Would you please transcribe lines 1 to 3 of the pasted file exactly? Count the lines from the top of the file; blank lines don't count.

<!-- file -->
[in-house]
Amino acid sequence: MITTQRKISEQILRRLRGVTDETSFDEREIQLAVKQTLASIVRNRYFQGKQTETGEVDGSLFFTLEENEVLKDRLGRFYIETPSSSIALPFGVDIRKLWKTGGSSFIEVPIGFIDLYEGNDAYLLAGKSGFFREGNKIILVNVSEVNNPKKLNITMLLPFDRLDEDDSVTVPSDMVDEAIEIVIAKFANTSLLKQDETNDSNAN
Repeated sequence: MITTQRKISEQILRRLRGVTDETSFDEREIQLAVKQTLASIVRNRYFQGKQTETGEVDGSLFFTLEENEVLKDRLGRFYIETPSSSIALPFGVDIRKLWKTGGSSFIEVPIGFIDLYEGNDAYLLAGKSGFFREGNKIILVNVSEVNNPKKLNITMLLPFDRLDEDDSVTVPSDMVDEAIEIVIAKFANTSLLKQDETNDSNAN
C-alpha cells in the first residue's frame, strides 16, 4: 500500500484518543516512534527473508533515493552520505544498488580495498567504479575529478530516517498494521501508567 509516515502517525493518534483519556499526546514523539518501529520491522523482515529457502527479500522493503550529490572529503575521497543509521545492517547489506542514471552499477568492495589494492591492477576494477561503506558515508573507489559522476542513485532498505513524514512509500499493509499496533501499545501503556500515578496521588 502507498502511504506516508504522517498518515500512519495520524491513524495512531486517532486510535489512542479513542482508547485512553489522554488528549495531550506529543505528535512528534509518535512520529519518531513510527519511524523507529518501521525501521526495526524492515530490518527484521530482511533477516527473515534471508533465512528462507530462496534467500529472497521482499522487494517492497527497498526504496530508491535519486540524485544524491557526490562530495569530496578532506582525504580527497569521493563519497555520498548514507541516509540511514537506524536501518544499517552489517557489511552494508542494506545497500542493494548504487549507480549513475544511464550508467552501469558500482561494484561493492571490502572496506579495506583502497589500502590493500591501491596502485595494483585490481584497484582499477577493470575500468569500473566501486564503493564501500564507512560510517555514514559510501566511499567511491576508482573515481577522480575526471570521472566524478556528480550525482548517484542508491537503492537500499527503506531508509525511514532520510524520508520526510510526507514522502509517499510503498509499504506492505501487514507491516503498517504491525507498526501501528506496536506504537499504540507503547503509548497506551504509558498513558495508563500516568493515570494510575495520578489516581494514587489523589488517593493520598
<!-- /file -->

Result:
[in-house]
Amino acid sequence: MITTQRKISEQILRRLRGVTDETSFDEREIQLAVKQTLASIVRNRYFQGKQTETGEVDGSLFFTLEENEVLKDRLGRFYIETPSSSIALPFGVDIRKLWKTGGSSFIEVPIGFIDLYEGNDAYLLAGKSGFFREGNKIILVNVSEVNNPKKLNITMLLPFDRLDEDDSVTVPSDMVDEAIEIVIAKFANTSLLKQDETNDSNAN
Repeated sequence: MITTQRKISEQILRRLRGVTDETSFDEREIQLAVKQTLASIVRNRYFQGKQTETGEVDGSLFFTLEENEVLKDRLGRFYIETPSSSIALPFGVDIRKLWKTGGSSFIEVPIGFIDLYEGNDAYLLAGKSGFFREGNKIILVNVSEVNNPKKLNITMLLPFDRLDEDDSVTVPSDMVDEAIEIVIAKFANTSLLKQDETNDSNAN